“Jingle Bells,” “Joy to the World,” and “It’s the Most Wonderful Time of the Year” are just a few songs declaring the happiness of Christmas. But what happens if you feel sad or stressed at this time? Does it mean your faith is weak? Does it mean you have no Christmas spirit? In reality, the season may not always be filled with joyful moments. In fact, the holidays can often bring about stress and sadness, and I think that acknowledging this is possibly one way to capture the true joy and meaning behind it all.
I hope this isn’t interpreted as a scrooge-like perspective. Looking back on the traditional narrative A Christmas Carol, Ebenezer Scrooge is certainly not a character any of us likely want to emulate. Still, every time I read the story or watch the movie, I’m reminded of how there can be a little scrooge in me at any time of year when I allow the stresses of life to distract from its many blessings.
To be real and honest here, it was only last week that I was feeling a bit down. I wouldn’t say that I was feeling ungrateful, but I knew I wasn’t feeling as happy as I’d like, and I couldn’t really figure out why. Nothing terribly traumatic had happened. I had plenty of good things going on, but there were simply things weighing on my heart. I asked friends to pray for me, talked to my husband, and spent a lot of time praying about this, and while instant happiness didn’t occur, I did begin to feel better. Worries that were feeling heavy began to lighten. Problems seeming unsolvable seemed possible. Essentially, hope and love began to fill my mind, which is after all what Christmas is all about – hope and light in the dark and troubling places of our world and our lives.
Before Jesus’s birth, John the Baptist repeated the words of the prophet Isaiah: “I am a voice shouting in the wilderness, ‘Clear the way for the Lord’s coming!’” John 1:23 (NLT)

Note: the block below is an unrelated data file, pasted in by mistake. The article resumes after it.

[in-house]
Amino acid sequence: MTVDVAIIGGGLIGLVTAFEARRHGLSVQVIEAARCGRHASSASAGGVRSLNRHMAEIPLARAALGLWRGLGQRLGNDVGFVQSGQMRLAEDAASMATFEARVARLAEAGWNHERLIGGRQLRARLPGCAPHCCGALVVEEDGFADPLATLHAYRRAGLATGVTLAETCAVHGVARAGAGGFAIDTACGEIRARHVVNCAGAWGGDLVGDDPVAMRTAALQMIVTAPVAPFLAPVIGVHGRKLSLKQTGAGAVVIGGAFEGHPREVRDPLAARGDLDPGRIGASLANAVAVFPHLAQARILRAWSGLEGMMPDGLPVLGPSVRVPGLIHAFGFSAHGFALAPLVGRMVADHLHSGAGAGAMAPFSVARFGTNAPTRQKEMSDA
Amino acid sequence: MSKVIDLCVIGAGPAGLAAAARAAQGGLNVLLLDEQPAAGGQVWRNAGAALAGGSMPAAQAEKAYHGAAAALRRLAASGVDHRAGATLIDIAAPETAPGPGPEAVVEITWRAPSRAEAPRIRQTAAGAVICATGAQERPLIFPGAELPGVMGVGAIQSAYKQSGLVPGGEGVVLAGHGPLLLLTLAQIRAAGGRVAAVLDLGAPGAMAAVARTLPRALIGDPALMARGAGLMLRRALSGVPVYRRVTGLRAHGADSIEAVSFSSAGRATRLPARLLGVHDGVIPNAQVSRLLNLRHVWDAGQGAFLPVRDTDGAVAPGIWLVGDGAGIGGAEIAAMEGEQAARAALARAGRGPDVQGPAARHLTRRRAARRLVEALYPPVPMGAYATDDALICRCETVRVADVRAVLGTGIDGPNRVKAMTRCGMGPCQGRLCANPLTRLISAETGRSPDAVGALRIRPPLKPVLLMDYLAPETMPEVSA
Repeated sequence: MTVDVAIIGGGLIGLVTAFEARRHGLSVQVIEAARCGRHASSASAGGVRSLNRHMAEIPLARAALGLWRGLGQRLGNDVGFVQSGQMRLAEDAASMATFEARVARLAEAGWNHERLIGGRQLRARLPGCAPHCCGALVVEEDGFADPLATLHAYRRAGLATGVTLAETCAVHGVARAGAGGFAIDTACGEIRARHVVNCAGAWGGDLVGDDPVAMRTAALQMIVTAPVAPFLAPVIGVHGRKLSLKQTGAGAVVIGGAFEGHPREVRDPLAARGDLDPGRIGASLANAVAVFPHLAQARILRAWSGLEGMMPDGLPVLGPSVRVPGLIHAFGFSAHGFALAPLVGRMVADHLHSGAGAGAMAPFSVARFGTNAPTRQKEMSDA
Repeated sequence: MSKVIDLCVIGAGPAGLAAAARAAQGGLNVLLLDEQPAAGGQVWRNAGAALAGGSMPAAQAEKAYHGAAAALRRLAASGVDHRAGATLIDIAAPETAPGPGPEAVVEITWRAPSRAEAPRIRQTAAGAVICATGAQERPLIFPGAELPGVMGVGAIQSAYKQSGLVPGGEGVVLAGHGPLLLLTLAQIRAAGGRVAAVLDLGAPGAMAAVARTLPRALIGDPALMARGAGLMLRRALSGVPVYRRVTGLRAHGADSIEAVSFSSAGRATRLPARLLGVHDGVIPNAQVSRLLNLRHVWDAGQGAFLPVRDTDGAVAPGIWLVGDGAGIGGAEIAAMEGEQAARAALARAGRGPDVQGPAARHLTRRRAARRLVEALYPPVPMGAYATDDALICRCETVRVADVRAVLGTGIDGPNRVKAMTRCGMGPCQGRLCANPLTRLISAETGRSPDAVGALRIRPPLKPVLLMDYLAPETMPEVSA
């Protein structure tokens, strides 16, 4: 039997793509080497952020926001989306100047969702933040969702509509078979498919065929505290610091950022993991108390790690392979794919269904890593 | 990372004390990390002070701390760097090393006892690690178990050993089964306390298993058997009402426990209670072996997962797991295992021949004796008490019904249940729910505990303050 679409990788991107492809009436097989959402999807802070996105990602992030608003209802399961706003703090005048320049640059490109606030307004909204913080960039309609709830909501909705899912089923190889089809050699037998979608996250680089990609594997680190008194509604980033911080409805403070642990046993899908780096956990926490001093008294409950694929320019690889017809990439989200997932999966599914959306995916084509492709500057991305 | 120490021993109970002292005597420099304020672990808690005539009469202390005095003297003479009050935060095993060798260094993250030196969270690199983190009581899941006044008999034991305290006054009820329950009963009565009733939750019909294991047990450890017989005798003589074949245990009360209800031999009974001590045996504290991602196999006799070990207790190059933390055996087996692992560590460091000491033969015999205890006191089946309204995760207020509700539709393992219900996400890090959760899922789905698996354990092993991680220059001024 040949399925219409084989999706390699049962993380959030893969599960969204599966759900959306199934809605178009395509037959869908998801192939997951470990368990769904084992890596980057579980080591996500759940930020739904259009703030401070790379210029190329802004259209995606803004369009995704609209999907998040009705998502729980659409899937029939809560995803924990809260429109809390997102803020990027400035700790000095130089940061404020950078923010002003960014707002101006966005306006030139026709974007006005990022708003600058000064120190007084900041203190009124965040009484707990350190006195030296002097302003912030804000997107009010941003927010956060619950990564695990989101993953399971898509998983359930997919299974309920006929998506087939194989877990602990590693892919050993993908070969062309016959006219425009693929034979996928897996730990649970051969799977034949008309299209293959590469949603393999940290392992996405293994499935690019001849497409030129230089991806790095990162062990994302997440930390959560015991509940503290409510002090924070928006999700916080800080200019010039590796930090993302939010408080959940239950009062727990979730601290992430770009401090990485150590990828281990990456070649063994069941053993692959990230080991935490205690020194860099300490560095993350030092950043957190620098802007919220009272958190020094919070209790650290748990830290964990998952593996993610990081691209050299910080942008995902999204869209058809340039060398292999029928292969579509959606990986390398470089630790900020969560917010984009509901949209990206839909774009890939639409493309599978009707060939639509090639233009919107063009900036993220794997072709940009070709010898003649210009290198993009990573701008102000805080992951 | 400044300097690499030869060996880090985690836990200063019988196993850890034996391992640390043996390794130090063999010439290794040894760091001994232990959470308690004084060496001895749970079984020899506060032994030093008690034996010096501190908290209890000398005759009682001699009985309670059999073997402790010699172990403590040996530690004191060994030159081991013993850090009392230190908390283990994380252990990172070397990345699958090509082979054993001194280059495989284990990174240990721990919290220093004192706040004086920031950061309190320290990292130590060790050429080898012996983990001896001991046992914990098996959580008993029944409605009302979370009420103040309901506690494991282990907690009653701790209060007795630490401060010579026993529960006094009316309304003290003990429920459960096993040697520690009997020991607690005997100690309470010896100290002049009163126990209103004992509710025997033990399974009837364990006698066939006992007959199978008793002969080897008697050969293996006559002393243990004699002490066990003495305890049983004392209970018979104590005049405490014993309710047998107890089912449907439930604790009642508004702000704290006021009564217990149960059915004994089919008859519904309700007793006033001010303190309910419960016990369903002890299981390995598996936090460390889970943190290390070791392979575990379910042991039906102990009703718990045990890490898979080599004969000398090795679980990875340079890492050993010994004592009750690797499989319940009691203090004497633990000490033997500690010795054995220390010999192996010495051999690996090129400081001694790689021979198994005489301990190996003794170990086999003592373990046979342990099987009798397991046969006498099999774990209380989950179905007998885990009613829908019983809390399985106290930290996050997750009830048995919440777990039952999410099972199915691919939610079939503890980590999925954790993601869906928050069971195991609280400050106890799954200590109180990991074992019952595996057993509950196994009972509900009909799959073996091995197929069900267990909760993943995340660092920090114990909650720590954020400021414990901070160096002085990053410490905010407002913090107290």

These words from Isaiah continue in this way:
“Make a straight highway through the wasteland for our God! Fill in the valleys, and level the mountains and hills. Straighten the curves, and smooth out the rough places.” Isaiah 40:3-5 (NLT)
This passage in Isaiah has become one of my favorites. Last year at this time I remember sharing it with a group of high schoolers in youth group. I hadn’t yet taken on the position as youth director, but was leading a few Bible studies with them, and on this occasion I asked them to think about the “valleys,” or low places that needed filling in their lives, the “mountains,” or seemingly impossible things they faced, and the “curvy or rough” places that needed to be straightened or smoothed out. I had them write those things down, place them in a bag, and then we gave these burdens over to God in prayer. After we prayed, I told them I would continue to pray for them and handed them a small gift box meant to be a reminder of the gift of God’s constant love and presence with them even when life feels difficult.
As I reflect on this past year, in which I have come to know this group of young people even more, this prayer to remember God’s love and presence has been a consistent one. God’s love is always present, but our awareness of it is sometimes cloudy. As life’s distractions creep in, the determination to bring in God’s presence has to become stronger, and prayer is quite honestly the best way to do that. It’s sometimes the only way I know to bring help to a situation that seems helpless or completely out of my control.
The birth of Jesus occurred hundreds of years after the prophet Isaiah spoke words proclaiming a messiah. It came when many were tired, poor, in need of a savior. Jesus’s birth came after a long period of waiting. It didn’t come when everything was merry and bright. It didn’t come when everyone was full of joy and all was right in the world. It came when people needed hope. So today, when we feel like things are not as they should be, Jesus comes in. He is Emmanuel, God with us, through every mountain and valley of our days.